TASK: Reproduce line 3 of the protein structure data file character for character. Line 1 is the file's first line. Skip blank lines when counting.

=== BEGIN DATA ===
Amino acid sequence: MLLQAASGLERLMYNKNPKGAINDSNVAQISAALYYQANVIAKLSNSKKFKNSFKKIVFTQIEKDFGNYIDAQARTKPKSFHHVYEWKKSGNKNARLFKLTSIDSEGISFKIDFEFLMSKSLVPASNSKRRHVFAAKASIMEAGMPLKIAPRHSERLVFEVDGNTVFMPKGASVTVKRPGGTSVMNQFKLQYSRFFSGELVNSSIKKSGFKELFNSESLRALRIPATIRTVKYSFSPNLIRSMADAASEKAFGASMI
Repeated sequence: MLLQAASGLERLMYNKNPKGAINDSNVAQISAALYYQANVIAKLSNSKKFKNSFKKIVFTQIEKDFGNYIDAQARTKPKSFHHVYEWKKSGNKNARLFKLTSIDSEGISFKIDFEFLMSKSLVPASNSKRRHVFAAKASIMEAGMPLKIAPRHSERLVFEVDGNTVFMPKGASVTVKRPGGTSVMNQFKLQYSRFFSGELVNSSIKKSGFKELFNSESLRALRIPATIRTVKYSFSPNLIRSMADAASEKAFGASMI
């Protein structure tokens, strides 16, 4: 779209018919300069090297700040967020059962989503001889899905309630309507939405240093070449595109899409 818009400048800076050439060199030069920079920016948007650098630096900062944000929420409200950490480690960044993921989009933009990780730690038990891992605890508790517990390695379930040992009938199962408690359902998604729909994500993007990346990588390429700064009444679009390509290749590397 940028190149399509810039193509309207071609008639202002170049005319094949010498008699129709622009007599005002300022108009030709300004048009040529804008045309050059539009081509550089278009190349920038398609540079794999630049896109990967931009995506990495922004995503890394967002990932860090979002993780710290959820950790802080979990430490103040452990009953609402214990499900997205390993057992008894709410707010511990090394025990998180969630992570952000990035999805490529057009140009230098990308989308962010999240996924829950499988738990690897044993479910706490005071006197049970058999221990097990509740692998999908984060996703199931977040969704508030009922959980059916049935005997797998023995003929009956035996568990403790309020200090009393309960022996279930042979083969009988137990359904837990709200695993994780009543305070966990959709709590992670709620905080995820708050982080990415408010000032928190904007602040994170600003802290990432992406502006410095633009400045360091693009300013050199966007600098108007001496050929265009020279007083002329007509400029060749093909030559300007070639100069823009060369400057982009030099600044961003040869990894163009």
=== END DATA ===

């Protein structure tokens, strides 16, 4: 779209018919300069090297700040967020059962989503001889899905309630309507939405240093070449595109899409 818009400048800076050439060199030069920079920016948007650098630096900062944000929420409200950490480690960044993921989009933009990780730690038990891992605890508790517990390695379930040992009938199962408690359902998604729909994500993007990346990588390429700064009444679009390509290749590397 940028190149399509810039193509309207071609008639202002170049005319094949010498008699129709622009007599005002300022108009030709300004048009040529804008045309050059539009081509550089278009190349920038398609540079794999630049896109990967931009995506990495922004995503890394967002990932860090979002993780710290959820950790802080979990430490103040452990009953609402214990499900997205390993057992008894709410707010511990090394025990998180969630992570952000990035999805490529057009140009230098990308989308962010999240996924829950499988738990690897044993479910706490005071006197049970058999221990097990509740692998999908984060996703199931977040969704508030009922959980059916049935005997797998023995003929009956035996568990403790309020200090009393309960022996279930042979083969009988137990359904837990709200695993994780009543305070966990959709709590992670709620905080995820708050982080990415408010000032928190904007602040994170600003802290990432992406502006410095633009400045360091693009300013050199966007600098108007001496050929265009020279007083002329007509400029060749093909030559300007070639100069823009060369400057982009030099600044961003040869990894163009």